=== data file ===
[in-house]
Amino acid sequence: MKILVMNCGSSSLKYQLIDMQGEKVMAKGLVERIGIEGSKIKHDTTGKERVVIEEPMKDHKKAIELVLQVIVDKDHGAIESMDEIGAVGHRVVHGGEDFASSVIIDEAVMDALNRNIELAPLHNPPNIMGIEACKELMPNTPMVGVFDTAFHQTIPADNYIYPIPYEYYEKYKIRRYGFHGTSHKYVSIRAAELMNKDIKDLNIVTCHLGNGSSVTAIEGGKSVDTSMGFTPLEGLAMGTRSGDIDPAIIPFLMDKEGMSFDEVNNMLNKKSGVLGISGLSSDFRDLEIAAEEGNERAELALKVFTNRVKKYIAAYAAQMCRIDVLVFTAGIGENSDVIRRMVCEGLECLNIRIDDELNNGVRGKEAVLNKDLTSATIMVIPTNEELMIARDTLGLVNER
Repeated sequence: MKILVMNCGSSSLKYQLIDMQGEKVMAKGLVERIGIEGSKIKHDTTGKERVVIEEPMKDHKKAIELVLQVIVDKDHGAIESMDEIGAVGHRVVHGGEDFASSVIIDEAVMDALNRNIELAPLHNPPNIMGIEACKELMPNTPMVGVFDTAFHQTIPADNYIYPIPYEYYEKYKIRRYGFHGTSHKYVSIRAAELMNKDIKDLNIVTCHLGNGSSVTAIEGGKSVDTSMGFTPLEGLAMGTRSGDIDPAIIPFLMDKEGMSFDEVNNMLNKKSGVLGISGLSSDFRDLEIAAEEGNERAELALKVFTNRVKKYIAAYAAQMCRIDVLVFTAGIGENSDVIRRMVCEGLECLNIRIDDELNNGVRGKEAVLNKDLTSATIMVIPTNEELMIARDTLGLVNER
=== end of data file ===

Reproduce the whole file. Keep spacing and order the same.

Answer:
[in-house]
Amino acid sequence: MKILVMNCGSSSLKYQLIDMQGEKVMAKGLVERIGIEGSKIKHDTTGKERVVIEEPMKDHKKAIELVLQVIVDKDHGAIESMDEIGAVGHRVVHGGEDFASSVIIDEAVMDALNRNIELAPLHNPPNIMGIEACKELMPNTPMVGVFDTAFHQTIPADNYIYPIPYEYYEKYKIRRYGFHGTSHKYVSIRAAELMNKDIKDLNIVTCHLGNGSSVTAIEGGKSVDTSMGFTPLEGLAMGTRSGDIDPAIIPFLMDKEGMSFDEVNNMLNKKSGVLGISGLSSDFRDLEIAAEEGNERAELALKVFTNRVKKYIAAYAAQMCRIDVLVFTAGIGENSDVIRRMVCEGLECLNIRIDDELNNGVRGKEAVLNKDLTSATIMVIPTNEELMIARDTLGLVNER
Repeated sequence: MKILVMNCGSSSLKYQLIDMQGEKVMAKGLVERIGIEGSKIKHDTTGKERVVIEEPMKDHKKAIELVLQVIVDKDHGAIESMDEIGAVGHRVVHGGEDFASSVIIDEAVMDALNRNIELAPLHNPPNIMGIEACKELMPNTPMVGVFDTAFHQTIPADNYIYPIPYEYYEKYKIRRYGFHGTSHKYVSIRAAELMNKDIKDLNIVTCHLGNGSSVTAIEGGKSVDTSMGFTPLEGLAMGTRSGDIDPAIIPFLMDKEGMSFDEVNNMLNKKSGVLGISGLSSDFRDLEIAAEEGNERAELALKVFTNRVKKYIAAYAAQMCRIDVLVFTAGIGENSDVIRRMVCEGLECLNIRIDDELNNGVRGKEAVLNKDLTSATIMVIPTNEELMIARDTLGLVNER